Vacations, camps, well-behaved children who don’t have homework, happier families due to less stressful daily life; the need for therapy is down.  Honestly, that makes me happy, other than the need to pay  my bills.  I like that people can find their joy; I like that people are free from worries and feel lighter; I like that people are less troubled and distressed during these lazy summer months.

May you find some joy be it on the beach, at an air conditioned summer movie or just lounging around with no homework, tests or frenzied weeks.  We know they are all around the corner, and when the crazy hits, I am here if you need me.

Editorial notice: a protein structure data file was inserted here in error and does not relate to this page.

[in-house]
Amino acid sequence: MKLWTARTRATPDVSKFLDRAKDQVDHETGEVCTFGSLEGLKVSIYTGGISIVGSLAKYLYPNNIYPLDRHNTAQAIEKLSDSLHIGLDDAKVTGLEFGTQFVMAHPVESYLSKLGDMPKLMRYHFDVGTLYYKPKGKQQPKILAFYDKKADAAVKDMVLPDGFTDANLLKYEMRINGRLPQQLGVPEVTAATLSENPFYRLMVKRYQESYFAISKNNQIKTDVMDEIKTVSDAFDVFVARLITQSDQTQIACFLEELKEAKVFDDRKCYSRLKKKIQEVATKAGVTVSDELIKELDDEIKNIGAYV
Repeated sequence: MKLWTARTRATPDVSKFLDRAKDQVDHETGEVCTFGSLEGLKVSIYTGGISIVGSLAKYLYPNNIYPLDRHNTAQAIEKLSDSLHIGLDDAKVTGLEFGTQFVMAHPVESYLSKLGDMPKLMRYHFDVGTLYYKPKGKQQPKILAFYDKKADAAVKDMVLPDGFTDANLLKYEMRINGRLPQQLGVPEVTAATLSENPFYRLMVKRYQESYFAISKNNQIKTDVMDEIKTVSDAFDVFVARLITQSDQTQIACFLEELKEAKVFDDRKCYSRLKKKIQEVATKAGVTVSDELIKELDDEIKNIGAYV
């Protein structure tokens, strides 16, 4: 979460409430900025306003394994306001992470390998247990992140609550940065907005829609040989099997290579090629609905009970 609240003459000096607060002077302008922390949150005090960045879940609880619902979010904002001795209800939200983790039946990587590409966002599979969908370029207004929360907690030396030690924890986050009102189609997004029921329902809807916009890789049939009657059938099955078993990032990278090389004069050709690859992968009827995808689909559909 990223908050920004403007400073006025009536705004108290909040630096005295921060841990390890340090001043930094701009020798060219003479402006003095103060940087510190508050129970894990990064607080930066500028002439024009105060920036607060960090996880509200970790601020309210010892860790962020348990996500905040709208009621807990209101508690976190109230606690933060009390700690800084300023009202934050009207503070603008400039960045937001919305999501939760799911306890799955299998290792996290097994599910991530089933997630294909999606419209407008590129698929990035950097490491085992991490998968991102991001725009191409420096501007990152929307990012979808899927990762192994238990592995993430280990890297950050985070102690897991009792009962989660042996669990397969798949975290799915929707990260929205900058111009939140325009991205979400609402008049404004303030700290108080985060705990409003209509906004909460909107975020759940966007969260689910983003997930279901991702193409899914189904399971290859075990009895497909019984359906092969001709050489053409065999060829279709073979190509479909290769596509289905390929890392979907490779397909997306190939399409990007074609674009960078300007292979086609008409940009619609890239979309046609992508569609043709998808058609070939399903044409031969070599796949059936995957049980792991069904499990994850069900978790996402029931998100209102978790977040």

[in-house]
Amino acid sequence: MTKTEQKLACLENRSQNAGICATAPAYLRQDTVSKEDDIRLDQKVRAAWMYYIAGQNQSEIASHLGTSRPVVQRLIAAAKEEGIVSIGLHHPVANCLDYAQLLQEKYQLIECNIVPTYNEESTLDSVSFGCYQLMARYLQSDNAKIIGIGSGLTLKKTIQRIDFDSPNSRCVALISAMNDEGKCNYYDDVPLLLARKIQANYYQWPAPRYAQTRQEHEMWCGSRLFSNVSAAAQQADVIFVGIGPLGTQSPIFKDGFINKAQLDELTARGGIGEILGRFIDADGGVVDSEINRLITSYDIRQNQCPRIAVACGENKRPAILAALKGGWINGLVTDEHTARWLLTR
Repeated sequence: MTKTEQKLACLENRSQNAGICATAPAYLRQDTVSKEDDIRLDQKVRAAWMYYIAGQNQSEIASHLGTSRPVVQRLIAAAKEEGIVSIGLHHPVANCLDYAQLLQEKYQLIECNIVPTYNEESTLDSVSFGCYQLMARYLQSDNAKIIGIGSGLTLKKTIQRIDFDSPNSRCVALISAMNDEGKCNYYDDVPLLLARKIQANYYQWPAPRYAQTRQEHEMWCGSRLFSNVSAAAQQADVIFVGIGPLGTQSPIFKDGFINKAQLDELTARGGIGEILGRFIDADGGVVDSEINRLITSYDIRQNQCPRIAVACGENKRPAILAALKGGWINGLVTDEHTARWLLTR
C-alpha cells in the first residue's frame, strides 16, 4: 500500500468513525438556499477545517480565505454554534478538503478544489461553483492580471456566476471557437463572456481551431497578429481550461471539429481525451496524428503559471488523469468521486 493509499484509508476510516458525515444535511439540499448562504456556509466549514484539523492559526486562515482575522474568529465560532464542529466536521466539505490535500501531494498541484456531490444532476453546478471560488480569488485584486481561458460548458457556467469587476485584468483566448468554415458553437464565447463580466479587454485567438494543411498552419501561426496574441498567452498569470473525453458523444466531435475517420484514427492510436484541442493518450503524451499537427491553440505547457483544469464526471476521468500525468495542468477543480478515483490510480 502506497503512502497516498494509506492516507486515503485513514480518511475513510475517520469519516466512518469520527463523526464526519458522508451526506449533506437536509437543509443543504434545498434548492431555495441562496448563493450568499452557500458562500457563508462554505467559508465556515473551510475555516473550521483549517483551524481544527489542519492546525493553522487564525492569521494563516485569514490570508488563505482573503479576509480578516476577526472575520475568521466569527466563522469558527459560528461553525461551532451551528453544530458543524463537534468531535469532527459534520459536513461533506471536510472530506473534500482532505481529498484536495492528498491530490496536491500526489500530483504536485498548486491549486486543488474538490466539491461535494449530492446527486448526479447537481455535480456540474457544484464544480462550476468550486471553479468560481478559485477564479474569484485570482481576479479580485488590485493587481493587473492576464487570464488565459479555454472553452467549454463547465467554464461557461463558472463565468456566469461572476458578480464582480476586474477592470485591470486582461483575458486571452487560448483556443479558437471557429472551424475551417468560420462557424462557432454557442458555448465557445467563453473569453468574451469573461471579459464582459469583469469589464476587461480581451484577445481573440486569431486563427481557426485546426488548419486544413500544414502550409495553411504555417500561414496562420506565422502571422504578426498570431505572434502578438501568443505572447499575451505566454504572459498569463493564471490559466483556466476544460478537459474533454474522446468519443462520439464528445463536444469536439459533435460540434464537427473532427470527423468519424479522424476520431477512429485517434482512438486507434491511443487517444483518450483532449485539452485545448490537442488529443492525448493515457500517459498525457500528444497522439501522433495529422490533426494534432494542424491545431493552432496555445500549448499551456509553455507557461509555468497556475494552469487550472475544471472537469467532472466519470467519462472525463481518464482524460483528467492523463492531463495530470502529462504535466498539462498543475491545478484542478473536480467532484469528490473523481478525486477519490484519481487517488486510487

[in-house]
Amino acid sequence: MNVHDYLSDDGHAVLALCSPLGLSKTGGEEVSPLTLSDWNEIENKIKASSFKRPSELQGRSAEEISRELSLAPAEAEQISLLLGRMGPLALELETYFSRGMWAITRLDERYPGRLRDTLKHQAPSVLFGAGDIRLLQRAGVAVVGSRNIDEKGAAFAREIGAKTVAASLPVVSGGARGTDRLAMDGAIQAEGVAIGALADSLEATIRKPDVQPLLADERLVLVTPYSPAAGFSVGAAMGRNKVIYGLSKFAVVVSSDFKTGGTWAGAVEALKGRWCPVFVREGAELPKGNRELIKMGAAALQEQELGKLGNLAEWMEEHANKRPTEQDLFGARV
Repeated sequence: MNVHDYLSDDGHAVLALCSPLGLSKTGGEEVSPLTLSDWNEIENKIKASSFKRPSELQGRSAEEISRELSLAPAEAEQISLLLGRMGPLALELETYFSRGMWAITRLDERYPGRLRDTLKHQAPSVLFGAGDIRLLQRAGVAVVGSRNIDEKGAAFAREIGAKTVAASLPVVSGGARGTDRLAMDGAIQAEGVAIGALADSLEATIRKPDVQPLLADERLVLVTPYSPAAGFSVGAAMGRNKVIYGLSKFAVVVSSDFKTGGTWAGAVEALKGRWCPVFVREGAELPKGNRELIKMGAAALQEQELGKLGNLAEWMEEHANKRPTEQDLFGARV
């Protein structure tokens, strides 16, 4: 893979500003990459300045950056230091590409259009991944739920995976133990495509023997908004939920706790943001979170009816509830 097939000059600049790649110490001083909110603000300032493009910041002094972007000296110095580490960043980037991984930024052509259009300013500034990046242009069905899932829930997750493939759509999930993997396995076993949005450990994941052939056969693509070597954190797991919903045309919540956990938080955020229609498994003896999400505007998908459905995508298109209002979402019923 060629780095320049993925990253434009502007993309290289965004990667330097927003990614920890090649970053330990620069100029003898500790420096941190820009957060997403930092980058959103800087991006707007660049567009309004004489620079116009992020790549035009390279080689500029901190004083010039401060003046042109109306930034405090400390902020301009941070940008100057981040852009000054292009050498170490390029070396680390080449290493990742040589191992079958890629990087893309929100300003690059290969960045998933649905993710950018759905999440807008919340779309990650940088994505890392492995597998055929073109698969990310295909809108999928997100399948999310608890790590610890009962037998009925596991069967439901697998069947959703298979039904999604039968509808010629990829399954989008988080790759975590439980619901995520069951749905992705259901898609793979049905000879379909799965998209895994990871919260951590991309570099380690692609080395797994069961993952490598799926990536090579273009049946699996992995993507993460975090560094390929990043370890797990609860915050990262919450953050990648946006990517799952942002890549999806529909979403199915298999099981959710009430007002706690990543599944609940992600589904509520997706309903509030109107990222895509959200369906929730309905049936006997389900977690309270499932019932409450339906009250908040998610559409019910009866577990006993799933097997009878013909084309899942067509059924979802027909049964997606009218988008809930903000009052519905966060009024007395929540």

Signs of the school year coming to an end

end of school

-my kids come home from school having watched movies every day

-the thought of buying deli for school lunches literally turns my stomach

-dirty, gross and tattered notebooks

-my kids come home from school having watched movies every day

-stress over how to manage the next three months via lack of structure etc. for certain offspring

-tons of last minute projects and/or NO homework whatsoever

-459 billion concerts, recitals, banquets and ceremonies

-my kids come home from school having watched movies every day

-daylight in the evenings

-teacher friends planning big fat vacations

-fear of my caseload dropping

-my kids come home from school having watched movies every day

Please add to the list, enjoy the last few days and make sure to ask your kids about the movies they’ve been watching all week.